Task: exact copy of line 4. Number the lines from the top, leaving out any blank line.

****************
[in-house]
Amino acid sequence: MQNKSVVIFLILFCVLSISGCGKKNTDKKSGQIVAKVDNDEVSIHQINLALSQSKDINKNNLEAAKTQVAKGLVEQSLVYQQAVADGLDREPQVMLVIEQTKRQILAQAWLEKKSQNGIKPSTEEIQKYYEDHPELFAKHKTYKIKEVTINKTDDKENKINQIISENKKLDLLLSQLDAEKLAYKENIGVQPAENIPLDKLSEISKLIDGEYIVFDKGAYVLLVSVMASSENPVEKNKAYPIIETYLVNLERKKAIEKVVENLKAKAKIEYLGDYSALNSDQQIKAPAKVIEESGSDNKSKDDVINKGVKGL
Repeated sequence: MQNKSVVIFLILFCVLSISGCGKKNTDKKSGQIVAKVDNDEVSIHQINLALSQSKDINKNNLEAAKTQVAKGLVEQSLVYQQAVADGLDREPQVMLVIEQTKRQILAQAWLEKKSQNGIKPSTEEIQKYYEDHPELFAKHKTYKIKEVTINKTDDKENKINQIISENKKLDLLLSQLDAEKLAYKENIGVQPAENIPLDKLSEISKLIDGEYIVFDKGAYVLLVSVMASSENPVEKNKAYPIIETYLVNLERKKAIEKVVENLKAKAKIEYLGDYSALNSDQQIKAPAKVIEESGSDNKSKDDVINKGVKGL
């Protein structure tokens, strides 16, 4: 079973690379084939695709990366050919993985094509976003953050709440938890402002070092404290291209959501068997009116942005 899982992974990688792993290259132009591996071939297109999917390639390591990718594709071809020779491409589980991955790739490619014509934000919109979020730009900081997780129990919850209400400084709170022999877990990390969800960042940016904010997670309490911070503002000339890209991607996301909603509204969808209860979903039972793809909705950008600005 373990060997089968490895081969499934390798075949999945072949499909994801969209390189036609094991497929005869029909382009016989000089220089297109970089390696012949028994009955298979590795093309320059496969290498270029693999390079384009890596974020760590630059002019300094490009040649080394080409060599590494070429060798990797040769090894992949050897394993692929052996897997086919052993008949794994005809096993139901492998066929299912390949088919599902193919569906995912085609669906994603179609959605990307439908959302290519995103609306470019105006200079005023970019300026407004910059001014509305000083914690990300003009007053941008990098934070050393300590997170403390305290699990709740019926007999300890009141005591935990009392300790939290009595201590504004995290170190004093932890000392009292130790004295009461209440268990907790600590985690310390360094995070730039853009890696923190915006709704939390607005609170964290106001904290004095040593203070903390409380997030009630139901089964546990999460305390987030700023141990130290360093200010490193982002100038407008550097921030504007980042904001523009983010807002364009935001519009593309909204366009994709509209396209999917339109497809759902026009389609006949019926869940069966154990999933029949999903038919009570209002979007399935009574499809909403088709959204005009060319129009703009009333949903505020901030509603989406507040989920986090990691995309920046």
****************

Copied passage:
């Protein structure tokens, strides 16, 4: 079973690379084939695709990366050919993985094509976003953050709440938890402002070092404290291209959501068997009116942005 899982992974990688792993290259132009591996071939297109999917390639390591990718594709071809020779491409589980991955790739490619014509934000919109979020730009900081997780129990919850209400400084709170022999877990990390969800960042940016904010997670309490911070503002000339890209991607996301909603509204969808209860979903039972793809909705950008600005 373990060997089968490895081969499934390798075949999945072949499909994801969209390189036609094991497929005869029909382009016989000089220089297109970089390696012949028994009955298979590795093309320059496969290498270029693999390079384009890596974020760590630059002019300094490009040649080394080409060599590494070429060798990797040769090894992949050897394993692929052996897997086919052993008949794994005809096993139901492998066929299912390949088919599902193919569906995912085609669906994603179609959605990307439908959302290519995103609306470019105006200079005023970019300026407004910059001014509305000083914690990300003009007053941008990098934070050393300590997170403390305290699990709740019926007999300890009141005591935990009392300790939290009595201590504004995290170190004093932890000392009292130790004295009461209440268990907790600590985690310390360094995070730039853009890696923190915006709704939390607005609170964290106001904290004095040593203070903390409380997030009630139901089964546990999460305390987030700023141990130290360093200010490193982002100038407008550097921030504007980042904001523009983010807002364009935001519009593309909204366009994709509209396209999917339109497809759902026009389609006949019926869940069966154990999933029949999903038919009570209002979007399935009574499809909403088709959204005009060319129009703009009333949903505020901030509603989406507040989920986090990691995309920046």